Great Design Requires Great Ux Storytelling - Photo Credit: Emma Frances Logan Barker - Https://unsplash.com/@francesloganphotography

Great UX Storytelling Makes Great Design

“Great designers are great storytellers,” proclaimed my creative director. “No one will really get your screens and workflows unless you attach it to a compelling story,” she added. Over the years, I found this to be very true. The more I time I spent crafting the story around how the product helps the customer, the easier it was for me to design and pitch my ideas. Here is a framework that has helped me improve my UX storytelling.

1. Structure your UX storytelling

A lot of the framework comes from the hero’s journey. Joseph Campbell first introduced this concept in “The Hero with a Thousand Faces” (link). The basic narrative is as follows:

  • The Hero is compelled to leave a comfy home
  • S/he encounters a strange new world with unspeakable challenges
  • The time comes to dig deep and overcome those challenges
  • The Hero returns forever changed

I first discovered this template when I was studying Anthropology and East Asian culture in college. Local legends often aligned to this structure, and they formed the basis of cultural beliefs and ideals. When I moved into UX design and started working more closely with stakeholders and clients on the business side, I realized that the industry heavily borrows from this approach as well. The reason was simple. We may be siloed in our disciplines as designers, developers, product owners, or business strategist. The one thing that could binds us was a well crafted story around the hero and the journey.

2. Connect your audience to the hero

Start by defining the hero. Who is this person and what similarities link us together? The closer you can position the hero to your audience without blankly stating that the audience is the hero, the easier it will be to hook them into the journey. Once they realize that the hero is a person they can imagine and identify, they will pay attention to the story.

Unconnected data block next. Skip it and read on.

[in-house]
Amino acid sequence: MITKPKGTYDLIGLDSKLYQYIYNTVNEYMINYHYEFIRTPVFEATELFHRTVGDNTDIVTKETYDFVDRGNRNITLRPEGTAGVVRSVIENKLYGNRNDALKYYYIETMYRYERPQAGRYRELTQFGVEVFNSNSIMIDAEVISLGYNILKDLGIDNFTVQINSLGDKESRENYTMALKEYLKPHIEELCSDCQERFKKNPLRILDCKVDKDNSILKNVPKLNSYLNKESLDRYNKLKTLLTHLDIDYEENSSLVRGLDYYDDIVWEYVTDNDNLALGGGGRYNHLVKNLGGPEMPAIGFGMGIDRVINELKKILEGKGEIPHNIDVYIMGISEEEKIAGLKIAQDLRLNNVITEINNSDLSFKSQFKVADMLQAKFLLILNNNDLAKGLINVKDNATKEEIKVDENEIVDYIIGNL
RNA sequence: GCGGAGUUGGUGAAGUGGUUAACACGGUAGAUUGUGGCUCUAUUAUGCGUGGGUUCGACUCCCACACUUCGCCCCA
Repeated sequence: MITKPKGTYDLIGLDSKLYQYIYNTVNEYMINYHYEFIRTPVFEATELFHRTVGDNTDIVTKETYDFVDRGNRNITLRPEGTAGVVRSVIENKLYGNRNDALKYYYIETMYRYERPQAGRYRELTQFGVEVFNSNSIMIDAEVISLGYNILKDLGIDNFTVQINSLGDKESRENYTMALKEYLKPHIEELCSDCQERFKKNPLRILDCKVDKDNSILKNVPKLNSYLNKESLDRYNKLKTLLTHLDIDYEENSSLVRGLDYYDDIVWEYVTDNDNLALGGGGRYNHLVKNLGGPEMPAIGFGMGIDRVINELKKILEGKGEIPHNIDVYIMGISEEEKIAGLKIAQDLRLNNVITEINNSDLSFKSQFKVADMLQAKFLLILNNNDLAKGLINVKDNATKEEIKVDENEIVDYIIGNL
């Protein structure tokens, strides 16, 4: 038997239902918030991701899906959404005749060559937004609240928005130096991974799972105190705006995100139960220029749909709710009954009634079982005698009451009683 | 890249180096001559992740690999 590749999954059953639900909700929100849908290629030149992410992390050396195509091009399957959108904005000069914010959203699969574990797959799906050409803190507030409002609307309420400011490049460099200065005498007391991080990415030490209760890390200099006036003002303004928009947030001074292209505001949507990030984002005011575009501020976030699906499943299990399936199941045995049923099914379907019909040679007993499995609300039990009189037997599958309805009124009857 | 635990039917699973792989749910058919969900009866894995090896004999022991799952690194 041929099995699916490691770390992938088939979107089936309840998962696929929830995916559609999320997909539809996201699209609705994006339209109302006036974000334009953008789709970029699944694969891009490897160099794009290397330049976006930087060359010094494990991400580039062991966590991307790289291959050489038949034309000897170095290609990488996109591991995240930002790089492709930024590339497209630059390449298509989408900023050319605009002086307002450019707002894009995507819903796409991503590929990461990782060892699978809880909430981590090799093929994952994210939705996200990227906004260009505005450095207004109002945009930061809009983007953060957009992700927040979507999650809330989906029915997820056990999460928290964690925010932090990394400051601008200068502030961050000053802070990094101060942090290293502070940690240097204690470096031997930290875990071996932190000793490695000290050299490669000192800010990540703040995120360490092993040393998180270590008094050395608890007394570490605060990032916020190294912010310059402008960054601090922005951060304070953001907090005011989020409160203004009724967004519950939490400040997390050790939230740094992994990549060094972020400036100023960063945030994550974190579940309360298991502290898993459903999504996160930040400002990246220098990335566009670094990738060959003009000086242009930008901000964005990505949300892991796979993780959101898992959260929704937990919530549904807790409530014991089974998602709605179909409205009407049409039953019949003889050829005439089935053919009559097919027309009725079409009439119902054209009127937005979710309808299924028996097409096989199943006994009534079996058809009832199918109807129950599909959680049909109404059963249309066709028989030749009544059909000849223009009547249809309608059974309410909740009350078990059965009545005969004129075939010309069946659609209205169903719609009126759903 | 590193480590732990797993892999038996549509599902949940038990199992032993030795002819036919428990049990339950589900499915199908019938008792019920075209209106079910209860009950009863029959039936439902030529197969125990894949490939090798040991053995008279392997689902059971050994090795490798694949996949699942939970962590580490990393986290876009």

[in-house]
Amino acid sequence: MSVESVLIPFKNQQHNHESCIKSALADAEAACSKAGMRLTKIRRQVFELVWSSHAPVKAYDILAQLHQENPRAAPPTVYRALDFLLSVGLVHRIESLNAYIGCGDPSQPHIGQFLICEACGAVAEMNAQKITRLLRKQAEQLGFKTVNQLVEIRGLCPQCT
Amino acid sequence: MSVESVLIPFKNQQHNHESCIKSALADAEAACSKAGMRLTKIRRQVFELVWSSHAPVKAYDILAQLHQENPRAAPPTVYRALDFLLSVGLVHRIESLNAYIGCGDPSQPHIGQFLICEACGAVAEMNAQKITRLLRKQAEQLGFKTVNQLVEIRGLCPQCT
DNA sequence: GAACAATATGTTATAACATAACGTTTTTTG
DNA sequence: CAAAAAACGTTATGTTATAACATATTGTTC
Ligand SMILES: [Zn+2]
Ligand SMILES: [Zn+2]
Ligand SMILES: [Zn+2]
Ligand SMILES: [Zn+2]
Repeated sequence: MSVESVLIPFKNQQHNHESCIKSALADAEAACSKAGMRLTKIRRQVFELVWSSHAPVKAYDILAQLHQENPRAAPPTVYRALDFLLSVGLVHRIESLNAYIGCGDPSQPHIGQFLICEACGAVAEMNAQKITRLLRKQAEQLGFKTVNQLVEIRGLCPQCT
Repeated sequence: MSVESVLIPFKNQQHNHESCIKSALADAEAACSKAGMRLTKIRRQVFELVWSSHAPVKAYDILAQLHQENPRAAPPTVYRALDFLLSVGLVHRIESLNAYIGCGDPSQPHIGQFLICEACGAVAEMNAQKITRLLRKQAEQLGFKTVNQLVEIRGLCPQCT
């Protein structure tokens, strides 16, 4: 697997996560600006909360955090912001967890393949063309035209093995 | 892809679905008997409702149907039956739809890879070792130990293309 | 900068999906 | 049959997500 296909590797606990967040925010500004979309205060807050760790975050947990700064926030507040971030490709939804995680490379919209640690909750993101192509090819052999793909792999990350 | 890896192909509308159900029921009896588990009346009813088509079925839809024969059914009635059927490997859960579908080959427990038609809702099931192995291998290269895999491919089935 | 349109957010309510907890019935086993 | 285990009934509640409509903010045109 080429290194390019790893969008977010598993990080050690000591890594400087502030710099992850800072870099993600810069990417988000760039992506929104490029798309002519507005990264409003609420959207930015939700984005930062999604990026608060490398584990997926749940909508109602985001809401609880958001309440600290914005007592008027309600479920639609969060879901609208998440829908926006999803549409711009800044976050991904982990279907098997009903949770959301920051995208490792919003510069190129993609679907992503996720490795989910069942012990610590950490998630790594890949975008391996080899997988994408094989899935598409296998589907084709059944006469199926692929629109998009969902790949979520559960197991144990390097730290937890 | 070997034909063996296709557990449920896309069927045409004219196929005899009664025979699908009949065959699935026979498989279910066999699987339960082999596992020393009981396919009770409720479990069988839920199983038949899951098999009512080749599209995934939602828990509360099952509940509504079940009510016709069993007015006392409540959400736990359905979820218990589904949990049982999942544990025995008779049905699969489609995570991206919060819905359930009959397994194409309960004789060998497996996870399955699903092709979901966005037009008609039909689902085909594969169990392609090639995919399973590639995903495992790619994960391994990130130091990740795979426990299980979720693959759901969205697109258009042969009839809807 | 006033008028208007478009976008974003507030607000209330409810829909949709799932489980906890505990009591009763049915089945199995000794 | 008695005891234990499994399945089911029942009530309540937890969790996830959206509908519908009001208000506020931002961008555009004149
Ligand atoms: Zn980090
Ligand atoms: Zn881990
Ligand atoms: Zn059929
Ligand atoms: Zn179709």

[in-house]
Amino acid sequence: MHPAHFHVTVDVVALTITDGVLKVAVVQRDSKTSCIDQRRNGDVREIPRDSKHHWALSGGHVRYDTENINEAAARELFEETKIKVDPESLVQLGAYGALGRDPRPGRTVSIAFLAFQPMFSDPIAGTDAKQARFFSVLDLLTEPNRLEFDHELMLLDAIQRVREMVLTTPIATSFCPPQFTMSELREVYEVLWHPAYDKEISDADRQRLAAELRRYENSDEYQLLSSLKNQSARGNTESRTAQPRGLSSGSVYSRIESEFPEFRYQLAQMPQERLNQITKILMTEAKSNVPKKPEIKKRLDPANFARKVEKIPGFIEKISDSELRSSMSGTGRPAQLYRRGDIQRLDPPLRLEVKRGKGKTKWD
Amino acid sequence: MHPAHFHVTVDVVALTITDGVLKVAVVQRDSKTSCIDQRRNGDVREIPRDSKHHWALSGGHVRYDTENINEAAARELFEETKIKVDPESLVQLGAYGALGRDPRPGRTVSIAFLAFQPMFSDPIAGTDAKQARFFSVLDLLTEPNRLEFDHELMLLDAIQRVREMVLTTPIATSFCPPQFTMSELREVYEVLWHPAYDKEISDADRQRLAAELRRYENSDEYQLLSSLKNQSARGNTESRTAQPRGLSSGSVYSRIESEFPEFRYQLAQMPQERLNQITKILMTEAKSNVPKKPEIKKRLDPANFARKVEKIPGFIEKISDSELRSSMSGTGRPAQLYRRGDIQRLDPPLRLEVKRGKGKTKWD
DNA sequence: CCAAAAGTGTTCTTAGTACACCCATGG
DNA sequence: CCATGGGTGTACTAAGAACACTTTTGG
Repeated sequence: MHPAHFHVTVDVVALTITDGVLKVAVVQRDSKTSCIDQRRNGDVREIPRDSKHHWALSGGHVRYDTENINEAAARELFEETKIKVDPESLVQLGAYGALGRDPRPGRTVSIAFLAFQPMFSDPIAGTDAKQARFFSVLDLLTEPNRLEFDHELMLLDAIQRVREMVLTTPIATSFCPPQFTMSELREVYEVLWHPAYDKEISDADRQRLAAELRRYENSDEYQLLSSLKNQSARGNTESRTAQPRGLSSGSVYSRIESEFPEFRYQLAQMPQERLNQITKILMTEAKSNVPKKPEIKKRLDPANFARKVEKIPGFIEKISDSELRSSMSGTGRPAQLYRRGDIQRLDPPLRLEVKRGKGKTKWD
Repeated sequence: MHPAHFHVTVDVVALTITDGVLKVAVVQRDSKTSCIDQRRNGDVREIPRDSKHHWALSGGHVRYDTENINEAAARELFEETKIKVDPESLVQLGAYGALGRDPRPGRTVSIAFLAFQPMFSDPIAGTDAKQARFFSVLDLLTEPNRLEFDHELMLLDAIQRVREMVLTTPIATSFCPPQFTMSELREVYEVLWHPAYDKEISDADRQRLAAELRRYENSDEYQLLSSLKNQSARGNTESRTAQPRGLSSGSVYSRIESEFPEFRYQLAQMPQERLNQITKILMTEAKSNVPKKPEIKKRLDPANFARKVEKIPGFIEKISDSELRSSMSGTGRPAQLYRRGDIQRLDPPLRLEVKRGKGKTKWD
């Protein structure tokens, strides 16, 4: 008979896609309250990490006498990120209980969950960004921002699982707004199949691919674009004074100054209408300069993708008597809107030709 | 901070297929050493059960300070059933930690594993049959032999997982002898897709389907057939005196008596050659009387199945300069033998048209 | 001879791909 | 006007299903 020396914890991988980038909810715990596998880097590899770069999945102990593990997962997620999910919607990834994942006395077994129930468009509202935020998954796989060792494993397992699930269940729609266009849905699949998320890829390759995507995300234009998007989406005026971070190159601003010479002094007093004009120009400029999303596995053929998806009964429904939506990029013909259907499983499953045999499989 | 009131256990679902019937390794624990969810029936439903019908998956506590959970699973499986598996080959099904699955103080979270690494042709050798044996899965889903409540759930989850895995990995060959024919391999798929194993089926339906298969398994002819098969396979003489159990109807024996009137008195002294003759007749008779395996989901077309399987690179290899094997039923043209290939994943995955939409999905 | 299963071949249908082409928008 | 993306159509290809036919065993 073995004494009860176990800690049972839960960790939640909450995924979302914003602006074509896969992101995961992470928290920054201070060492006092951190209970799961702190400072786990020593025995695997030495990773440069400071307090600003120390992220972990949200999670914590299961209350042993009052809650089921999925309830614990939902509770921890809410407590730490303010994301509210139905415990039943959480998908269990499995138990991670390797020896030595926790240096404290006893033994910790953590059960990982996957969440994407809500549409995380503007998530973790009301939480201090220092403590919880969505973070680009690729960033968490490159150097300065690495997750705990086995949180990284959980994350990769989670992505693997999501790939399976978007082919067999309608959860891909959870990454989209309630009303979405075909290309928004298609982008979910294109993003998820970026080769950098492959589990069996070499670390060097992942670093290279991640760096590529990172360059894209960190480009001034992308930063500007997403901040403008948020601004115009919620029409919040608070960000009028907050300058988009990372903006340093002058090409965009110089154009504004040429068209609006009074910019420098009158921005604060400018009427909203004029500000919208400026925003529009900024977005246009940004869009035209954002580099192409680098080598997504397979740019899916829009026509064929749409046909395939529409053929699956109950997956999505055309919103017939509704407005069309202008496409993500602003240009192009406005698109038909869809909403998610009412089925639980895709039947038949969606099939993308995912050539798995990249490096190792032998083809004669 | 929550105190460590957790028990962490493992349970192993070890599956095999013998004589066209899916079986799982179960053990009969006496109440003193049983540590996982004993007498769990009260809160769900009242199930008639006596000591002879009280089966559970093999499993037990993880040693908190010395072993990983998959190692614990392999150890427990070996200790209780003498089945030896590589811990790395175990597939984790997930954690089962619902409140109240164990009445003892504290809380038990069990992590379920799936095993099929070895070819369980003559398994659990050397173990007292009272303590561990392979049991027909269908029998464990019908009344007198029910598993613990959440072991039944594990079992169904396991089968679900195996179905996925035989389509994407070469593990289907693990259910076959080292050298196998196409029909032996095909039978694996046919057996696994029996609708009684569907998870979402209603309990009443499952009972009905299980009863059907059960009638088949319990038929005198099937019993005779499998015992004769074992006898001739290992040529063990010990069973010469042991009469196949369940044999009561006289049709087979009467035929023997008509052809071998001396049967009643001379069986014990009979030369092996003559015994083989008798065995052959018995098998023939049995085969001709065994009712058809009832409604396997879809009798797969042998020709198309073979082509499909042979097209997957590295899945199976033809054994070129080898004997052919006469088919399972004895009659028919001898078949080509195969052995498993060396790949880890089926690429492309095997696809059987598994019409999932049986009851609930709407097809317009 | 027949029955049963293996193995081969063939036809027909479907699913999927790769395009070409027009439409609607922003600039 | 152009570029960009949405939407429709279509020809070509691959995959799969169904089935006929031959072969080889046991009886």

The solution should be simple to explain in order to keep the audience engaged

The story should follow the narrative outlined above. Similar to the hero, the story should be familiar and believable for the audience. While we might not be our hero or have personally experienced the same problems, we can see ourselves in the same situation and empathize with the pain points.

3. Define a simple solution

This is where you briefly break from the hero’s journey. You insert how your designs rescue the hero from a devastating experience. The solution should be simple to explain in order to keep the audience engaged. This is true test if you have done your due diligence. Have you thought out the solution and removed as much unnecessary clutter as possible? I have been in situations when the answer was a resounding, ’no.’ In those cases, I effectively lost the audience. Either they questioned the logic of my decisions or stopped listening. Refine your designs and the story at the same time. The audience sees them as linked, and they will know if there is a piece out of sync.

Learning to weave a compelling story has helped connect my team, stakeholders and clients to our work and the people we are helping. The most memorable stories from my experience have come from ruthlessly refining the narrative. Guide the audience where they can clearly see the hero, the challenges, and how your work forges a path forward.

Interested in learning more about the UX process, check out this post on teaching empathy and giving feedback.



Matt Eng

Product Designer at IBM Design. Based in Austin,TX. Worked with clients such as IBM, Alcatel-Lucent, Polycom, Symantec and Pebble. Volunteers with AIGA Austin and teaches at Austin Community College.

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